Saturday, 22 February 2014

A thought from the train

What is it about conceptual art that so winds me up? It's almost irrational. Perhaps it is because I do not have the necessary kind of imagination. When I see an everyday object in a gallery, I see an everyday object. I don't see beyond that. It does not speak to me.

These are ideas made flesh, which could easily be a description of all art however these are ideas seemingly without the aesthetic considerations that have underpinned art through the centuries. The aesthetic has been burned away, sacrificed at the alter of ideology, forsaken for the desire to be shocking. In being refined so, conceptual art has lost the appearance of skilled creation. It has been refined so that its language has become so etheric as to be near invisible.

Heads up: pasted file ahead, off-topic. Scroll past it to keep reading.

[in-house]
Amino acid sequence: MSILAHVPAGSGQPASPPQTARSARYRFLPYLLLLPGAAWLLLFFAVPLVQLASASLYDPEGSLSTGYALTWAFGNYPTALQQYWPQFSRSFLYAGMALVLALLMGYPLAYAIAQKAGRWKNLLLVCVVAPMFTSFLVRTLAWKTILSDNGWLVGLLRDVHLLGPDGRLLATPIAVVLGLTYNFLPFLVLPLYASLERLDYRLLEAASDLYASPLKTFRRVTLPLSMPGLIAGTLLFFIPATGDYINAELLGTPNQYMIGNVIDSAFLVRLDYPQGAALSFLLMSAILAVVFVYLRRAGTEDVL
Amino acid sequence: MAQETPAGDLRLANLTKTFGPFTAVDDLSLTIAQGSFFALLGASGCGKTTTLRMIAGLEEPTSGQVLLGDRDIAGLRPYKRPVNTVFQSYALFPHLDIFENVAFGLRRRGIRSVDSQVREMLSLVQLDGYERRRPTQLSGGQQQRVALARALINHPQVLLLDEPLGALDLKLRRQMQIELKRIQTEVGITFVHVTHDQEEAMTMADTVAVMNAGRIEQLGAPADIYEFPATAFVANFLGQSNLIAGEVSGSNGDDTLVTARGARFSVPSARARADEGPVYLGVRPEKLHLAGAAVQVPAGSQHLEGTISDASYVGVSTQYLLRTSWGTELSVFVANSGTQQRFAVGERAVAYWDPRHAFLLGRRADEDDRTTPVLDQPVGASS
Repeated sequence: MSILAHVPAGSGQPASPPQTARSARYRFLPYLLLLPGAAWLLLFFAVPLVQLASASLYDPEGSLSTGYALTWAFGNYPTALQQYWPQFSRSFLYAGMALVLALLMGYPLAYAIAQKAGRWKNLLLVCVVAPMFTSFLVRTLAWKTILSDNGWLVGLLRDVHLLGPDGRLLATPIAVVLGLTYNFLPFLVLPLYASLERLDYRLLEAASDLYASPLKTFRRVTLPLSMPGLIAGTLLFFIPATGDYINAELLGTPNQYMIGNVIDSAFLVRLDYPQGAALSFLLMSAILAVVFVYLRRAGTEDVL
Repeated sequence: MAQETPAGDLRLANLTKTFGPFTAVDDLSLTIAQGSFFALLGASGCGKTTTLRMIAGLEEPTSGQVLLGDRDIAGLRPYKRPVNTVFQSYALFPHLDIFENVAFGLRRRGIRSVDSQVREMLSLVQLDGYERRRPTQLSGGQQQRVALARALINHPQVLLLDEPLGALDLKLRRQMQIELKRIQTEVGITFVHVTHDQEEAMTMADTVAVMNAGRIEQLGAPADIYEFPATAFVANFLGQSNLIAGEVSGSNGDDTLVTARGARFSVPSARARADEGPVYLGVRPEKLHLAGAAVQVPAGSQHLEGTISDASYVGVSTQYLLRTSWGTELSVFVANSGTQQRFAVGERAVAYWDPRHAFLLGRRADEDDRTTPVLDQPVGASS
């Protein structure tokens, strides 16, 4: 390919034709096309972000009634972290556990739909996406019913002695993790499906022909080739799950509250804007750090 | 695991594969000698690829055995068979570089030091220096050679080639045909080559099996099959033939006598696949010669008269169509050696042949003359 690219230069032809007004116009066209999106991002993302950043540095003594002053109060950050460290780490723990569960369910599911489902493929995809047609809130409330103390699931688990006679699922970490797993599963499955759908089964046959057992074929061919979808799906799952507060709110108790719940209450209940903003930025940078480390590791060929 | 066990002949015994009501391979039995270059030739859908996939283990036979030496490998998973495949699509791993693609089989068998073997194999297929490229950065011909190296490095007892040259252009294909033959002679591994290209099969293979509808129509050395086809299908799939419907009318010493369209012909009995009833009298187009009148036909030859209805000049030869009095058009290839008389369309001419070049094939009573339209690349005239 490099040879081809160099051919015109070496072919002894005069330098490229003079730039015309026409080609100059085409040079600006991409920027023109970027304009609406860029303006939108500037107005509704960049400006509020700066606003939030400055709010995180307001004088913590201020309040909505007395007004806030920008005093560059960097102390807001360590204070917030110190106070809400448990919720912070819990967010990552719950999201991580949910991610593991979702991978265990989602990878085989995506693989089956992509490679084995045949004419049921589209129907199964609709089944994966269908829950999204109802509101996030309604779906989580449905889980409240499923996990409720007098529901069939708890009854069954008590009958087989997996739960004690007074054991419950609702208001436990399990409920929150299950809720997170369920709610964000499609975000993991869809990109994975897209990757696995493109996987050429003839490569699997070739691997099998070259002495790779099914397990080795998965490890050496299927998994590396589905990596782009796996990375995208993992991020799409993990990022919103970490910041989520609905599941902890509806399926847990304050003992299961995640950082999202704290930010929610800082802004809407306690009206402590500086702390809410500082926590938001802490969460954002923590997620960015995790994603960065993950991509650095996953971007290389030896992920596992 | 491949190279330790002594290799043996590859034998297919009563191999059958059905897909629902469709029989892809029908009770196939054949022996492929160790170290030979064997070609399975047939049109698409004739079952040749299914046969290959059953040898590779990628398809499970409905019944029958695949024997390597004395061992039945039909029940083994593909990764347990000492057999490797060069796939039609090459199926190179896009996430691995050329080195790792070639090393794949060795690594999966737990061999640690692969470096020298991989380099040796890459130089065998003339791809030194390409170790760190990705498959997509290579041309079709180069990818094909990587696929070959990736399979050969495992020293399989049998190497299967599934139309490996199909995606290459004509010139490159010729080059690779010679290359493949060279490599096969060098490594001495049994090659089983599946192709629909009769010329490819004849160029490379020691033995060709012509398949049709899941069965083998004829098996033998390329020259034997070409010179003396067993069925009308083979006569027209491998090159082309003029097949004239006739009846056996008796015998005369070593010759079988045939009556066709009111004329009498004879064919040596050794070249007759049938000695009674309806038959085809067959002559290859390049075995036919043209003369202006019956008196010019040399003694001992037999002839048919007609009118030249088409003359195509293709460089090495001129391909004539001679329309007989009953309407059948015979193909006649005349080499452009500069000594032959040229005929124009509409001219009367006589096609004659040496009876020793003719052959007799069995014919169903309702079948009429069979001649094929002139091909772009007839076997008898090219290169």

For those uneducated in, or simply unaware of this language, it can easily be interpreted as an inside joke, part of a clique to which you are not invited. Of all the art forms to exist, it surely must be the most exclusionary. 

It becomes an elitist practice, made by a small group of people for a small group of people. For the majority it can therefore reinforce the idea that art, all art, is only for the elite – an idea only further bolstered when conceptual art is almost the only contemporary art to, somewhat ironically, be given mass media exposure.

It could be argued that its prominence is in part due to a mess-media built on, and hungry for, short term sensationalism, scandal and shock. Few art forms can so readily feed that maw.

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